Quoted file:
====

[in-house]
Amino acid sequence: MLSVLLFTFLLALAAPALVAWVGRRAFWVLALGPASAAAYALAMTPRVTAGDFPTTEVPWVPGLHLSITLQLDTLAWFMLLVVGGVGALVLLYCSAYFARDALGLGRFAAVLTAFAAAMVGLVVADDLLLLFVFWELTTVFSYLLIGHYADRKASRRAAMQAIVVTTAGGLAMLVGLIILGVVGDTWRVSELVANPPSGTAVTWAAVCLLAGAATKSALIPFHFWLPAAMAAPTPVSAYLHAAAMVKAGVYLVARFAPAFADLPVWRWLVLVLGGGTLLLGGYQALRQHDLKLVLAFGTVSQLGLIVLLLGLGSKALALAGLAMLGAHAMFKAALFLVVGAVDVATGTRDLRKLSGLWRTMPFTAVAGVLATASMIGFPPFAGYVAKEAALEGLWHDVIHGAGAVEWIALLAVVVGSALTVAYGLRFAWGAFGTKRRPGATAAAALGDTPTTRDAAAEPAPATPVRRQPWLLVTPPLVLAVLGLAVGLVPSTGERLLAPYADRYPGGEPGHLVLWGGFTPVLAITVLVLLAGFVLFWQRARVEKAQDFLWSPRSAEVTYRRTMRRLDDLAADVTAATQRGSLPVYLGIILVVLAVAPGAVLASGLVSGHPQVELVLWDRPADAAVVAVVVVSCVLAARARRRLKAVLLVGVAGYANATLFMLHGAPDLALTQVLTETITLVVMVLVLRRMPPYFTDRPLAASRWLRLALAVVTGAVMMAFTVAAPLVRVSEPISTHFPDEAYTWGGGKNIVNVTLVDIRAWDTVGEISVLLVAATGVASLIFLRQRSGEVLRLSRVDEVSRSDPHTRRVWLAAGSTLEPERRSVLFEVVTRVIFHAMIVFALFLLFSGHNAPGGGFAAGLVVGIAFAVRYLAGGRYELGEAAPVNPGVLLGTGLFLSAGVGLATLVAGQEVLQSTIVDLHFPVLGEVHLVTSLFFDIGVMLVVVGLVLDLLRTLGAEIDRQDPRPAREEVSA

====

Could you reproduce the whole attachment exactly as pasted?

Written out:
[in-house]
Amino acid sequence: MLSVLLFTFLLALAAPALVAWVGRRAFWVLALGPASAAAYALAMTPRVTAGDFPTTEVPWVPGLHLSITLQLDTLAWFMLLVVGGVGALVLLYCSAYFARDALGLGRFAAVLTAFAAAMVGLVVADDLLLLFVFWELTTVFSYLLIGHYADRKASRRAAMQAIVVTTAGGLAMLVGLIILGVVGDTWRVSELVANPPSGTAVTWAAVCLLAGAATKSALIPFHFWLPAAMAAPTPVSAYLHAAAMVKAGVYLVARFAPAFADLPVWRWLVLVLGGGTLLLGGYQALRQHDLKLVLAFGTVSQLGLIVLLLGLGSKALALAGLAMLGAHAMFKAALFLVVGAVDVATGTRDLRKLSGLWRTMPFTAVAGVLATASMIGFPPFAGYVAKEAALEGLWHDVIHGAGAVEWIALLAVVVGSALTVAYGLRFAWGAFGTKRRPGATAAAALGDTPTTRDAAAEPAPATPVRRQPWLLVTPPLVLAVLGLAVGLVPSTGERLLAPYADRYPGGEPGHLVLWGGFTPVLAITVLVLLAGFVLFWQRARVEKAQDFLWSPRSAEVTYRRTMRRLDDLAADVTAATQRGSLPVYLGIILVVLAVAPGAVLASGLVSGHPQVELVLWDRPADAAVVAVVVVSCVLAARARRRLKAVLLVGVAGYANATLFMLHGAPDLALTQVLTETITLVVMVLVLRRMPPYFTDRPLAASRWLRLALAVVTGAVMMAFTVAAPLVRVSEPISTHFPDEAYTWGGGKNIVNVTLVDIRAWDTVGEISVLLVAATGVASLIFLRQRSGEVLRLSRVDEVSRSDPHTRRVWLAAGSTLEPERRSVLFEVVTRVIFHAMIVFALFLLFSGHNAPGGGFAAGLVVGIAFAVRYLAGGRYELGEAAPVNPGVLLGTGLFLSAGVGLATLVAGQEVLQSTIVDLHFPVLGEVHLVTSLFFDIGVMLVVVGLVLDLLRTLGAEIDRQDPRPAREEVSA